1 December 2014
A new drug has been designed that could tackle cancerogenic stem cells, which are responsible for the onset and development of cancer. These cells are also vital for growth and development of cancer, and whether the disease returns after chemotherapy treatment.
An Andalusian team of researchers led by the University of Granada created the new treatment, which has been successfully tested in mice. According to initial findings, the drug is able to selectively target cancerogenic stem cells for breast and colon cancer, as well as melanoma.
Cancerogenic stem cells appear in small quantities in tumours, and one of their key roles is to encourage metastasis in different places within the original tumour, allowing the disease to spread further. Although these cells remain dormant under normal conditions, they are therefore not picked up by conventional chemotherapy and radiotherapy.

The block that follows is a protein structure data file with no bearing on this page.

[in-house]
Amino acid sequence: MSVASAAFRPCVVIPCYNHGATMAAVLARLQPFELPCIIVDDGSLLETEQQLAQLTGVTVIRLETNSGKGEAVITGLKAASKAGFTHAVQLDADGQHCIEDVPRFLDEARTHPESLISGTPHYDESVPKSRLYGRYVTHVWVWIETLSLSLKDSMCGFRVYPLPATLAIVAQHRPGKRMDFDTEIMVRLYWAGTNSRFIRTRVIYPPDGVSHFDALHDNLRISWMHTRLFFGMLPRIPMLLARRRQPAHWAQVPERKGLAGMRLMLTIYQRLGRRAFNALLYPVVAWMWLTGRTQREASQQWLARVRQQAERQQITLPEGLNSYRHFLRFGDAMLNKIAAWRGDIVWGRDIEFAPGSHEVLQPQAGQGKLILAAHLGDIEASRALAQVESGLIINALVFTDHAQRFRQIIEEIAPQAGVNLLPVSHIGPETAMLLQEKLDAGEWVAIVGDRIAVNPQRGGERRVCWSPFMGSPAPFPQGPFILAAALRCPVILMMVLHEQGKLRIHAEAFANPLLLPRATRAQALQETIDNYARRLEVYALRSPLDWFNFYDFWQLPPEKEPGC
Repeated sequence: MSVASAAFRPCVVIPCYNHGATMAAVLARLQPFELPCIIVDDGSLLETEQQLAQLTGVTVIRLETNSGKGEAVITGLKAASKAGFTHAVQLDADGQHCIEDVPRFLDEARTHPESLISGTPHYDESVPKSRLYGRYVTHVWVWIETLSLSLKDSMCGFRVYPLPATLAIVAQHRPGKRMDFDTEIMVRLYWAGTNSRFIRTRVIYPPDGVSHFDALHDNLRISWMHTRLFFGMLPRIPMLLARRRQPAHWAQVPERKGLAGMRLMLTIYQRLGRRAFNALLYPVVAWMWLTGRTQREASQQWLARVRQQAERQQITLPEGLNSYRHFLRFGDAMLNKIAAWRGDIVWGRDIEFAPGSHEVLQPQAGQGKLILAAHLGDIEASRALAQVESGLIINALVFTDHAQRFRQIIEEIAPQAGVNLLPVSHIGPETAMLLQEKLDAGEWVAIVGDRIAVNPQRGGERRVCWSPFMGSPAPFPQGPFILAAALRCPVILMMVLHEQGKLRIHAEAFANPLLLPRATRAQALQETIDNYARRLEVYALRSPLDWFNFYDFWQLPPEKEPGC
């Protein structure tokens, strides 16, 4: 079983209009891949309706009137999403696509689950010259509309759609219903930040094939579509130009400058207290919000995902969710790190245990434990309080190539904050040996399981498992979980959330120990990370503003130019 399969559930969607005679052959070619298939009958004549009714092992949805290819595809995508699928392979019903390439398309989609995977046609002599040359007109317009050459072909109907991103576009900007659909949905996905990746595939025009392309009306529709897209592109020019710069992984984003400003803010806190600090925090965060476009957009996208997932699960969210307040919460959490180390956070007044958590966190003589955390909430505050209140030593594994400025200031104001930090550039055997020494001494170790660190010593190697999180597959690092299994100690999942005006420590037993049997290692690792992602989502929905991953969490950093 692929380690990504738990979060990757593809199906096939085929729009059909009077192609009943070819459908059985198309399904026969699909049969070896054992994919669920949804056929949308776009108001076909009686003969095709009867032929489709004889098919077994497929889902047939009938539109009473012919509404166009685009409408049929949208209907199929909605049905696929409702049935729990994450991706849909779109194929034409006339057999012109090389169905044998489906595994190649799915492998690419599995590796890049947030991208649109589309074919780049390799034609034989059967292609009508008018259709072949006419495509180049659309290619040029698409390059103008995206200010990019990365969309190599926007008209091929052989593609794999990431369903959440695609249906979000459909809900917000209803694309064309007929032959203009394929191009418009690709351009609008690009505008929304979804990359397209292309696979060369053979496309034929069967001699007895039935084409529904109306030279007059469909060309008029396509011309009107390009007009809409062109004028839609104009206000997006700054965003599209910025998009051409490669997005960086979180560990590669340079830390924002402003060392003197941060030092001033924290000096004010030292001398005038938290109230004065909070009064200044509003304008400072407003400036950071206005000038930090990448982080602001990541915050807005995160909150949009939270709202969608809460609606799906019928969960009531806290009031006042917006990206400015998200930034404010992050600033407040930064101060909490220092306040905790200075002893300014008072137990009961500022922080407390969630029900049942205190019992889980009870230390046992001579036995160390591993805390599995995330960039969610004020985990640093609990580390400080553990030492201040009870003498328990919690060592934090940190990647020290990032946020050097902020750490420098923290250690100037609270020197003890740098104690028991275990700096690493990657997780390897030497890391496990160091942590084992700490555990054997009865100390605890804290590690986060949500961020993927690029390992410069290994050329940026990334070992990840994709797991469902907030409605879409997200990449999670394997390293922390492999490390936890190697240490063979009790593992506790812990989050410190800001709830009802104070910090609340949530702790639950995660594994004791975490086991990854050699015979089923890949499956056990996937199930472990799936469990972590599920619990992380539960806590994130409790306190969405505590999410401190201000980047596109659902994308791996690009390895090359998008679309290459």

Published in the prestigious journal Oncotarget, the new report states that the drug is able to inhibit the HER2 signalling pathway, and stops new vessels from forming in the tumour, according to the team.
Researchers are currently conducting safety tests and they expect that this new drug, as well as its derivatives, can be run through clinical tests with patients in the near future.
Posted by Philip Briggs
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